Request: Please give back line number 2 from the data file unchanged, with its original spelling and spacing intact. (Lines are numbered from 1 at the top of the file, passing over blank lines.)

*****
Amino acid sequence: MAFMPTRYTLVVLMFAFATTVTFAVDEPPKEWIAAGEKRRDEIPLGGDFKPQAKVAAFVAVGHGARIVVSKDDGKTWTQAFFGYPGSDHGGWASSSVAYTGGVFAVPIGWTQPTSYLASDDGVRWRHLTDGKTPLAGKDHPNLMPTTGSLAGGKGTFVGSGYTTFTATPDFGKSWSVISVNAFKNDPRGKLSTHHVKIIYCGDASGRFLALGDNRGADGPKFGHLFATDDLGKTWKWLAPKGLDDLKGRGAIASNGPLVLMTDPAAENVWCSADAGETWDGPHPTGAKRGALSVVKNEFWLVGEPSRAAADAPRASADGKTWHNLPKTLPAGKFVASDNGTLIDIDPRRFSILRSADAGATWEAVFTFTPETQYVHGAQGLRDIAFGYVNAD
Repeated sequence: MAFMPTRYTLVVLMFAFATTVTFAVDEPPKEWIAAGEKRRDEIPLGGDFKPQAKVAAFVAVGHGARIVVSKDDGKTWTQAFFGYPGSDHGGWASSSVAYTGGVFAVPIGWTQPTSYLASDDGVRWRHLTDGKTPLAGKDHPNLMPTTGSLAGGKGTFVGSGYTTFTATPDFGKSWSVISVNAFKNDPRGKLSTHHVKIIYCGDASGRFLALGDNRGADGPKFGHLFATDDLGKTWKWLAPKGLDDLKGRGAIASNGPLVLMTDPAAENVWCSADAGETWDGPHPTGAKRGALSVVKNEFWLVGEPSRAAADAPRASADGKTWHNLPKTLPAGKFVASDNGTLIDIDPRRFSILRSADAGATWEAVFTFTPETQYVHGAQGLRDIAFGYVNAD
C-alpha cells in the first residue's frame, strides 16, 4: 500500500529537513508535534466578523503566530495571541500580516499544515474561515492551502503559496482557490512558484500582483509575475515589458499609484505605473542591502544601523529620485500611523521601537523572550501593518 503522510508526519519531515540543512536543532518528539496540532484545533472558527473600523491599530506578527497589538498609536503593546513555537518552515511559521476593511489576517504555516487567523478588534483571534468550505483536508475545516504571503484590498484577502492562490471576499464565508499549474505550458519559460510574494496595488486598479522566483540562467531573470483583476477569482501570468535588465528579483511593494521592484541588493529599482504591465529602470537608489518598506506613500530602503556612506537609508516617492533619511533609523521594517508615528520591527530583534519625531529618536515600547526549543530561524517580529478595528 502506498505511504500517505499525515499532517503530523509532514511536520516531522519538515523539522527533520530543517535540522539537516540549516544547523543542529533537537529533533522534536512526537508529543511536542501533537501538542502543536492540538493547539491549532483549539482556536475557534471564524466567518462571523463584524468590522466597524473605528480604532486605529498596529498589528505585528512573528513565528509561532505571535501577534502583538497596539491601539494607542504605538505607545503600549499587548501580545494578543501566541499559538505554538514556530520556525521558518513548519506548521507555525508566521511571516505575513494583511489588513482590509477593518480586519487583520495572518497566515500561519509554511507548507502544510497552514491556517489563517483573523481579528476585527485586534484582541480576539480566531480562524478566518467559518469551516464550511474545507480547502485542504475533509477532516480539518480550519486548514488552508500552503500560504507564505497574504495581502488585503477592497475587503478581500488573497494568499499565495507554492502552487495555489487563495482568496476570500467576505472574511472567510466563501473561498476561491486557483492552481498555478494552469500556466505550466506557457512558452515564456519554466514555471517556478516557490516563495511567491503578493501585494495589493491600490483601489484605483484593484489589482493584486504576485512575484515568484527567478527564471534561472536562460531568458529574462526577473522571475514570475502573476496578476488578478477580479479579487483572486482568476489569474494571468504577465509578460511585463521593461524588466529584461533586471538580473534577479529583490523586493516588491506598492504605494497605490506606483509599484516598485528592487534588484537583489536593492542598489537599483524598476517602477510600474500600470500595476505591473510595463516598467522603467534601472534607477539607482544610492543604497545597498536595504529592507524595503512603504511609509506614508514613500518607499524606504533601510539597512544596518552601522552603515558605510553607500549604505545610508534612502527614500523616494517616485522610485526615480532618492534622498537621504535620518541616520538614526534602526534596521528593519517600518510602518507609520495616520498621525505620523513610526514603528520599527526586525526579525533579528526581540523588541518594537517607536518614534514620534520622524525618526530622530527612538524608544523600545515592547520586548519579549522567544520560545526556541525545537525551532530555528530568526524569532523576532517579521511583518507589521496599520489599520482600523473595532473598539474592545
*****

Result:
Repeated sequence: MAFMPTRYTLVVLMFAFATTVTFAVDEPPKEWIAAGEKRRDEIPLGGDFKPQAKVAAFVAVGHGARIVVSKDDGKTWTQAFFGYPGSDHGGWASSSVAYTGGVFAVPIGWTQPTSYLASDDGVRWRHLTDGKTPLAGKDHPNLMPTTGSLAGGKGTFVGSGYTTFTATPDFGKSWSVISVNAFKNDPRGKLSTHHVKIIYCGDASGRFLALGDNRGADGPKFGHLFATDDLGKTWKWLAPKGLDDLKGRGAIASNGPLVLMTDPAAENVWCSADAGETWDGPHPTGAKRGALSVVKNEFWLVGEPSRAAADAPRASADGKTWHNLPKTLPAGKFVASDNGTLIDIDPRRFSILRSADAGATWEAVFTFTPETQYVHGAQGLRDIAFGYVNAD